AUTISM: BREAKING BARRIERS, CELEBRATING DIVERSITY!

An Autism Day Special!

An interview with Dr Amit Dias

April 2 was World Autism Awareness Day. Goan Observer spoke to Dr Amit Dias to get a better understanding of the spectrum of Autism. “We need to break the barriers and celebrate diversity- accept the difference, not the indifference,” says Dr Dias, as he urges everyone to empower autistic voices.

Goan Observer: We hear a lot about autism these days, could you simplify the term for our readers?
Dr Amit Dias:
Autism is a lifelong, non-progressive neurological condition, typically appearing below the age of three. It significantly affects verbal, and non-verbal communication and social interaction. The children could exhibit stereotyped or repetitive movements, use of objects or speech. They may have highly restricted fixated interests. They could be strongly attached or preoccupied with certain objects.


Q: What is the Autism spectrum?
A:
The signs and symptoms of autism and associated behaviour could present in a wide variety of combinations ranging from mild to severe. Which is what makes the diagnosis challenging. One can be on the spectrum and function extremely well while on the other hand, some may have a profound disability and may need substantial support.
What could make matters worse is that children with autism often have co-occurring conditions, including epilepsy, depression, anxiety and attention deficit hyperactivity disorder, as well as challenging behaviours such as difficulty sleeping and self-injury.

Q: Can you tell us what causes autism?
A:
There is no known specific cause for autism. It is considered to be multifactorial. There are changes in the brain in children with autism. Hereditary genetic factors and environmental factors could be responsible. Autism tends to occur more frequently in some individuals with certain medical conditions such as Congenital Rubella Syndrome, untreated phenylketonuria, etc.

Q: How can parents recognize the early signs of autism?
A:
Parents play an important role. Every child is unique and develops at his/her own pace. Children with autism spectrum disorder usually show some signs of developmental delay before age 3 years. One should consult a doctor if they notice the following in the child:

  • By 6 months the child does not respond with a smile or a happy expression
  • The child does not show facial expressions (happy sad angry surprised) until 9 months
  • By 12 months the child does not babble (repeat syllables containing a consonant and a vowel like ba-ba-ba)
    *By 14 months, the child does not make gestures – for example, point or wave goodbye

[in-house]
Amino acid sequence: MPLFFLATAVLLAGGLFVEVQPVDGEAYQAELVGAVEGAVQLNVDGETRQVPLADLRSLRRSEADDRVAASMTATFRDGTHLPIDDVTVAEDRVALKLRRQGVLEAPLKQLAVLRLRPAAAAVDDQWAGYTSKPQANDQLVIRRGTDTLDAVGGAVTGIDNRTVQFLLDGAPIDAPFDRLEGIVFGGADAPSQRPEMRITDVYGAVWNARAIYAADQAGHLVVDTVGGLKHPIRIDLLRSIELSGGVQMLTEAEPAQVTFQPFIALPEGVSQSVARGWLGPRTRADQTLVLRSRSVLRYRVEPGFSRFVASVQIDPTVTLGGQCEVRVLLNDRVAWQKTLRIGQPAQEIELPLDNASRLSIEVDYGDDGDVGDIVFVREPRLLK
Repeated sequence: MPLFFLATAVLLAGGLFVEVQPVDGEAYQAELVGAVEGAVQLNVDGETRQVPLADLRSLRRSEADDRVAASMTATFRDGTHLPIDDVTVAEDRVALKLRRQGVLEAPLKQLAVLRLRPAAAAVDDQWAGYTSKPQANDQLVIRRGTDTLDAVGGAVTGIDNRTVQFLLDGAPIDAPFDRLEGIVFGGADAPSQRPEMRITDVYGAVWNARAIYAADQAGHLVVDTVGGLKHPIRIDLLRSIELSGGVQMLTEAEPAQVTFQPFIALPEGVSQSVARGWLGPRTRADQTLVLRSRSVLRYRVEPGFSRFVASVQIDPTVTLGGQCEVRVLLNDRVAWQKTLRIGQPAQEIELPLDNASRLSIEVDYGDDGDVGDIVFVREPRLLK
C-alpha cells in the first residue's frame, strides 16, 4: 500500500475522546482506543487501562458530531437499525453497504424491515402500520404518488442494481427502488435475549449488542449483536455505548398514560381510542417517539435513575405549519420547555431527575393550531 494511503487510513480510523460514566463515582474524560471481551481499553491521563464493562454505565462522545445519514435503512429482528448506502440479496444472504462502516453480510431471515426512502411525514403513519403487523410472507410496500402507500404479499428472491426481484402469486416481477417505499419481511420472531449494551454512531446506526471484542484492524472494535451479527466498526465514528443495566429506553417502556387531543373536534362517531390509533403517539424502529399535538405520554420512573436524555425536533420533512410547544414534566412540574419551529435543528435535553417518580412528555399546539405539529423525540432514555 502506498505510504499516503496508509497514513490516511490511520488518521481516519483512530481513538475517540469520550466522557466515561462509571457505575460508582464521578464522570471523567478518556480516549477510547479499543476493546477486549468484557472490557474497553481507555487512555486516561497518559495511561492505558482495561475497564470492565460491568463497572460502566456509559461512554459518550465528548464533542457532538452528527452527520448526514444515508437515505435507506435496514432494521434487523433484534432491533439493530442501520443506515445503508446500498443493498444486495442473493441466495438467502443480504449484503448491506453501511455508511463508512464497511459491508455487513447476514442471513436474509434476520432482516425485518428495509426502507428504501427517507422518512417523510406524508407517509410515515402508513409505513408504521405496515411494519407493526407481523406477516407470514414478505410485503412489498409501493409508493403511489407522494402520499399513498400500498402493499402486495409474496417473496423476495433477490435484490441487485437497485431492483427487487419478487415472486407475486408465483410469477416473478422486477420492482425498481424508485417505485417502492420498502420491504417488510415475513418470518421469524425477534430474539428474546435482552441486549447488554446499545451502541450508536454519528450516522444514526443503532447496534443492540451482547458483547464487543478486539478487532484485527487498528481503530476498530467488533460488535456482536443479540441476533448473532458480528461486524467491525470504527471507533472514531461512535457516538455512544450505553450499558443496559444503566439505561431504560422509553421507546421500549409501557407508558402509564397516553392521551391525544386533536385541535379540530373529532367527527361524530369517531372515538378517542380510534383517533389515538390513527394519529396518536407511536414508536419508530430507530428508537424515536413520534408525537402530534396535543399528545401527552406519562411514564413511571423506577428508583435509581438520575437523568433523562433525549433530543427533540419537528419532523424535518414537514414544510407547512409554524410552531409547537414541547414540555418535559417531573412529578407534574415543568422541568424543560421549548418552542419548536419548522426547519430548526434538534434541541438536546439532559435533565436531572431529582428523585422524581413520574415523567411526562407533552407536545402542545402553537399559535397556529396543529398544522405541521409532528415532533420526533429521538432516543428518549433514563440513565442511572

• Till 16 months – the child does not say a word
    *Does not show you something interesting by 18 months
  • Does not say two-word phrases within 24 months
    *Does not join children in play by 36 months
    *Loses language or social skills at any age
    *The child does not keep eye contact

Q: Can we prevent autism?
A:
Unfortunately as of now we are not aware of definite measures to prevent autism spectrum disorder. Ensuring optimal antenatal care during pregnancy and prior vaccination with the rubella vaccine, could help to some extent. However, we do have treatment options. Early diagnosis and intervention are very helpful and can improve behaviour, language and skill development. Children may not outgrow the symptoms of autism spectrum disorder, they can learn to function well with the right kind of support. Though early interventions show better results, intervention is useful at any age.

Q: How big is the public health problem of autism spectrum disorders?
A:
It is quite common. Everyone would know some child who is on the spectrum. Those with milder presentations are often underdiagnosed. According to the WHO, around 1 in 100 children have autism. The prevalence varies substantially across studies. Many, especially in the low socio-economic groups do not have access to appropriate and affordable care for their child with autism and find it difficult to cope. It’s is not only an individual that is affected. The entire family including the grandparents are affected while caring for a child with autism.

Q. What is your message on Autism Day?
A:
The theme this year is “Empower Autistic People.” We need to move towards this goal. We need to be ready to accept this difference and not the indifference towards people with autism. Given an opportunity a person with autism can contribute to society. We need to embrace the concept of neurodiversity — we are all pieces of the same jigsaw puzzle. All people, including people with autism, have the right to the enjoyment of the highest attainable standard of physical and mental health. It is our collective responsibility to build an inclusive society.
People with autism, are often subject to stigma and discrimination, including unjust deprivation of healthcare, education and opportunities to engage and participate in their communities. This should change and we need to be part of the change and empower people with autism.

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